1
views
0
recommends
+1 Recommend
0 collections
    0
    shares
      • Record: found
      • Abstract: found
      • Article: found
      Is Open Access

      Genetic diversity analysis of brown marmorated stink bug, Halyomorpha halys based on mitochondrial COI and COII haplotypes

      Read this article at

      Bookmark
          There is no author summary for this article yet. Authors can add summaries to their articles on ScienceOpen to make them more accessible to a non-specialist audience.

          Abstract

          Background

          In the past decade, the brown marmorated stink bug (BMSB), Halyomorpha halys (Hemiptera: Pentatomidae) has caused extensive damage to global agriculture. As a high-risk pest for many countries, including New Zealand, it is important to explore its genetic diversity to enhance our knowledge and devise management strategies for BMSB populations. In this study, two mitochondrial genes, Cytochrome c oxidase I (COI) and Cytochrome c oxidase II (COII) were used to explore the genetic diversity among 463 BMSB individuals collected from 12 countries.

          Result

          In total, 51 COI and 29 COII haplotypes of BMSB were found, which formed 59 combined haplotypes (5 reported and 54 novel). Of these, H1h1 was the predominant haplotype. The haplotype diversity ( Hd) and nucleotide diversity ( π ) were high while the neutrality (Fu’s Fs) values were negative for the BMSB populations in the native countries, China, and Japan. For the BMSB populations from the invaded countries, the Fu’s Fs values were negative for populations from Chile, Georgia, Hungary, Italy, Romania, Turkey, and USA, indicating that those populations are under demographic expansion. In comparison, the Fu’s Fs values were positive for the populations from Austria, Serbia, and Slovenia, revealing a potential population bottleneck. Analysis of molecular variance (AMOVA) suggested that significant genetic difference exists among the BMSB populations from China, Japan, and the invasive countries.

          Conclusion

          This study revealed that the haplotype diversity of the BMSB populations was high in those two studied countries where BMSB is native to (China and Japan) but low in those countries which have been invaded by the species. The analysis indicated that multiple invasions of BMSB occurred in Europe and the USA. The study also revealed three ancestral lines and most of the novel haplotypes were evolved from them. Moreover, we observed two genetic clusters in the invasive populations that are formed during different invasion events. Our study provided a comprehensive overview on the global haplotypes distribution thus expanding the existing knowledge on BMSB genetic diversity that potentially could play an important role in formulating feasible pest management strategies.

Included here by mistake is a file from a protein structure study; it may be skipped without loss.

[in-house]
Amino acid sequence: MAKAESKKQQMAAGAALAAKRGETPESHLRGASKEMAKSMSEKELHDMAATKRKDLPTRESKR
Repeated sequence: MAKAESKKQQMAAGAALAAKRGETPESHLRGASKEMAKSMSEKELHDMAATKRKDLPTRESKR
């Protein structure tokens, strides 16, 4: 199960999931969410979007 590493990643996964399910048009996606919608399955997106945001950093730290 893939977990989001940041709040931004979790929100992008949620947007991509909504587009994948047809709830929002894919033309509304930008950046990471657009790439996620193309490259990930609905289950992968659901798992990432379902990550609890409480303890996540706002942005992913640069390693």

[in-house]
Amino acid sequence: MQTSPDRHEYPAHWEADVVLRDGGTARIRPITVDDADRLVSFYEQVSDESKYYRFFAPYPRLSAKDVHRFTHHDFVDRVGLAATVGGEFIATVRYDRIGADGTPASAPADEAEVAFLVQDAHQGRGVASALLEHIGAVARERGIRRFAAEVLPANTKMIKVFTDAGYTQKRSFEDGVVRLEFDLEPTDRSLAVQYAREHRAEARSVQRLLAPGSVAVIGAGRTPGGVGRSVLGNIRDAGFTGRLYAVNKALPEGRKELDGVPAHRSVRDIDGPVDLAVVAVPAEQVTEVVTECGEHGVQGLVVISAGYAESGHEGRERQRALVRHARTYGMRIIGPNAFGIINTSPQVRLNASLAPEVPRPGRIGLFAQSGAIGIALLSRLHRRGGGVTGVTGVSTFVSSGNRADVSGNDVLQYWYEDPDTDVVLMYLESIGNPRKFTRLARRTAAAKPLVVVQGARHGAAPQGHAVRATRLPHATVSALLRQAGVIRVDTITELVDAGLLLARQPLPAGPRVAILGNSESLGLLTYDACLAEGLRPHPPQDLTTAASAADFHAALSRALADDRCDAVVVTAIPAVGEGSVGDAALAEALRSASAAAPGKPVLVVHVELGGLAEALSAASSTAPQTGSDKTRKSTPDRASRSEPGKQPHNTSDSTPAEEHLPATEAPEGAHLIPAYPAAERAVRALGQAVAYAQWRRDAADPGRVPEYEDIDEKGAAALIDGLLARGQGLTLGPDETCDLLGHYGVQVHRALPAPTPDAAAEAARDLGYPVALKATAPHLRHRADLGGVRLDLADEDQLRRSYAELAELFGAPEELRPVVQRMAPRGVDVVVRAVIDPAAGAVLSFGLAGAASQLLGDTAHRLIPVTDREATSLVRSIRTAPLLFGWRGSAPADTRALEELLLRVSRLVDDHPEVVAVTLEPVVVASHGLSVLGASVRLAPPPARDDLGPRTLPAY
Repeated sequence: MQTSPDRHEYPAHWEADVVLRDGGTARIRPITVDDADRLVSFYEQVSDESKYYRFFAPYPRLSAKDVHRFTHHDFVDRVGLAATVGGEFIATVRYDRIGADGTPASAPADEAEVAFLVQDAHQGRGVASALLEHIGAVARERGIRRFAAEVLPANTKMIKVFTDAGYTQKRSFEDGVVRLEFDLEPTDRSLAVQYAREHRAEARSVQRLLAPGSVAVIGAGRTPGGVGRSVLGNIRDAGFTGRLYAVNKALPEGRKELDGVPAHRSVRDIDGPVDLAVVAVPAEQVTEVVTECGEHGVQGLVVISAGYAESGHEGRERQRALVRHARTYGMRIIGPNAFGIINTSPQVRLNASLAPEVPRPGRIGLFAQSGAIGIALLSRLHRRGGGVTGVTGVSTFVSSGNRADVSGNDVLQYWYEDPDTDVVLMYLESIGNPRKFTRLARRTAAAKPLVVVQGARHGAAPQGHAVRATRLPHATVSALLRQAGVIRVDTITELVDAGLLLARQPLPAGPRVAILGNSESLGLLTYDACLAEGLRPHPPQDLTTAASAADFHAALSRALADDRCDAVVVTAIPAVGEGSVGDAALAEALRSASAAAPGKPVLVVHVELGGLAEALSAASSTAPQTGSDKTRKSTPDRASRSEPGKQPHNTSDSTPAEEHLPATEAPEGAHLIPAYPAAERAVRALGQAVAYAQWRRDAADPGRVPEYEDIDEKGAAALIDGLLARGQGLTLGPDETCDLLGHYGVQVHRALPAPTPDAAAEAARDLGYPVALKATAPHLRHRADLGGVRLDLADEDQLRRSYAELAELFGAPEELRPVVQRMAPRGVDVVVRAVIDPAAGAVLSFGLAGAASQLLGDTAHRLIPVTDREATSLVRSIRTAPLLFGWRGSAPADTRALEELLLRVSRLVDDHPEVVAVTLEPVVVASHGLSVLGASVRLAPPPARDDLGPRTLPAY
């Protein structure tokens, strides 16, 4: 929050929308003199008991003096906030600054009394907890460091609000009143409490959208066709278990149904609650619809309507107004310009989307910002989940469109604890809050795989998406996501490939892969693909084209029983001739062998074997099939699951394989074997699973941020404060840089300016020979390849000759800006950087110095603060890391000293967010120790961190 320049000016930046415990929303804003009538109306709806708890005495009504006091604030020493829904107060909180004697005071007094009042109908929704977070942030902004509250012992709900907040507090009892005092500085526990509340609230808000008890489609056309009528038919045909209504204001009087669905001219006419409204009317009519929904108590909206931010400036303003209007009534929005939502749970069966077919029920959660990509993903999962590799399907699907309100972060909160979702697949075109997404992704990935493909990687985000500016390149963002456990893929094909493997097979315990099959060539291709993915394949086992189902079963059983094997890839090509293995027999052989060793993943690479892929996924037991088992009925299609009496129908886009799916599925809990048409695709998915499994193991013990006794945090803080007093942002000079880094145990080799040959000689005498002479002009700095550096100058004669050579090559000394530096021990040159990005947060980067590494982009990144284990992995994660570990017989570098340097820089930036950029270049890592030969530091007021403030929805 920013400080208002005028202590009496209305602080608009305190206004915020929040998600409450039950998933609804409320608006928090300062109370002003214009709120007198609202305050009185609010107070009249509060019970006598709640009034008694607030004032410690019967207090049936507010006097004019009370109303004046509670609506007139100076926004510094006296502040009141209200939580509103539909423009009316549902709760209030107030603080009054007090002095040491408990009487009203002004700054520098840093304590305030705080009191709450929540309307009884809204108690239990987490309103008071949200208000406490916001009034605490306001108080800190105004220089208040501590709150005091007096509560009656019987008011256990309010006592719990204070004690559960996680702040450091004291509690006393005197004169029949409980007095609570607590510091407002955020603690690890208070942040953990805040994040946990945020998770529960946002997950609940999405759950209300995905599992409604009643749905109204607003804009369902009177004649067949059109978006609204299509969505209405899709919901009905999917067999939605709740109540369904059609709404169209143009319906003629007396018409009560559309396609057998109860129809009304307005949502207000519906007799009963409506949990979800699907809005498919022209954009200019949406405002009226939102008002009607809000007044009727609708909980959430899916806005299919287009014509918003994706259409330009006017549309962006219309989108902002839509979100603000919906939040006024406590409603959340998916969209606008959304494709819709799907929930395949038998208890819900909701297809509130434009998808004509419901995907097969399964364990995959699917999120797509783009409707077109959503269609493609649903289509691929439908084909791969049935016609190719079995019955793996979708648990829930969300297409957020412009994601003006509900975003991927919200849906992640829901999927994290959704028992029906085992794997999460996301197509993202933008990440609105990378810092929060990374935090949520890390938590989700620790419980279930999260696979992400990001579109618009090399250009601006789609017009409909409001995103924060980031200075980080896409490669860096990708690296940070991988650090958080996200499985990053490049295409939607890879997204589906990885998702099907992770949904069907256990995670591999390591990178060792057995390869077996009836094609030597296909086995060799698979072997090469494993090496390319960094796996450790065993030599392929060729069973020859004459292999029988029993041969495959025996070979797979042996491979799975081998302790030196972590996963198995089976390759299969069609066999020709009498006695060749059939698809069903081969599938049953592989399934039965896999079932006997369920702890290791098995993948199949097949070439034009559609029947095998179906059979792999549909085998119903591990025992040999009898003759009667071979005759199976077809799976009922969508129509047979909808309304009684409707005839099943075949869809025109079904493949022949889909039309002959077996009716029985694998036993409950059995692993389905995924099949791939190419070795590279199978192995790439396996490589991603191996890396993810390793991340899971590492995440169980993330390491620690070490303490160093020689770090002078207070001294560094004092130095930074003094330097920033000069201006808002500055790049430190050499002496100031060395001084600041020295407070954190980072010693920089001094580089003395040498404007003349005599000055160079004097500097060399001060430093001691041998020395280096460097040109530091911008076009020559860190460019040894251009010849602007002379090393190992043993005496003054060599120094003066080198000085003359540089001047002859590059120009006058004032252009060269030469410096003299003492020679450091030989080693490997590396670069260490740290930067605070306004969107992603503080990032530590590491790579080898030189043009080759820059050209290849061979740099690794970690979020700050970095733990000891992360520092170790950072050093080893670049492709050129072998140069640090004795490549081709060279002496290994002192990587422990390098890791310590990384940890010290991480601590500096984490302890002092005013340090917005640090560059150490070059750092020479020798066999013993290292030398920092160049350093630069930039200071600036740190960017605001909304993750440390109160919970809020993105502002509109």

Supplementary Information

          The online version contains supplementary material available at 10.1186/s12863-021-00961-8.

          Related collections

          Most cited references 39

          • Record: found
          • Abstract: found
          • Article: not found

          Basic local alignment search tool.

          A new approach to rapid sequence comparison, basic local alignment search tool (BLAST), directly approximates alignments that optimize a measure of local similarity, the maximal segment pair (MSP) score. Recent mathematical results on the stochastic properties of MSP scores allow an analysis of the performance of this method as well as the statistical significance of alignments it generates. The basic algorithm is simple and robust; it can be implemented in a number of ways and applied in a variety of contexts including straightforward DNA and protein sequence database searches, motif searches, gene identification searches, and in the analysis of multiple regions of similarity in long DNA sequences. In addition to its flexibility and tractability to mathematical analysis, BLAST is an order of magnitude faster than existing sequence comparison tools of comparable sensitivity.
            Bookmark
            • Record: found
            • Abstract: found
            • Article: found
            Is Open Access

            Geneious Basic: An integrated and extendable desktop software platform for the organization and analysis of sequence data

            Summary: The two main functions of bioinformatics are the organization and analysis of biological data using computational resources. Geneious Basic has been designed to be an easy-to-use and flexible desktop software application framework for the organization and analysis of biological data, with a focus on molecular sequences and related data types. It integrates numerous industry-standard discovery analysis tools, with interactive visualizations to generate publication-ready images. One key contribution to researchers in the life sciences is the Geneious public application programming interface (API) that affords the ability to leverage the existing framework of the Geneious Basic software platform for virtually unlimited extension and customization. The result is an increase in the speed and quality of development of computation tools for the life sciences, due to the functionality and graphical user interface available to the developer through the public API. Geneious Basic represents an ideal platform for the bioinformatics community to leverage existing components and to integrate their own specific requirements for the discovery, analysis and visualization of biological data. Availability and implementation: Binaries and public API freely available for download at http://www.geneious.com/basic, implemented in Java and supported on Linux, Apple OSX and MS Windows. The software is also available from the Bio-Linux package repository at http://nebc.nerc.ac.uk/news/geneiousonbl. Contact: peter@biomatters.com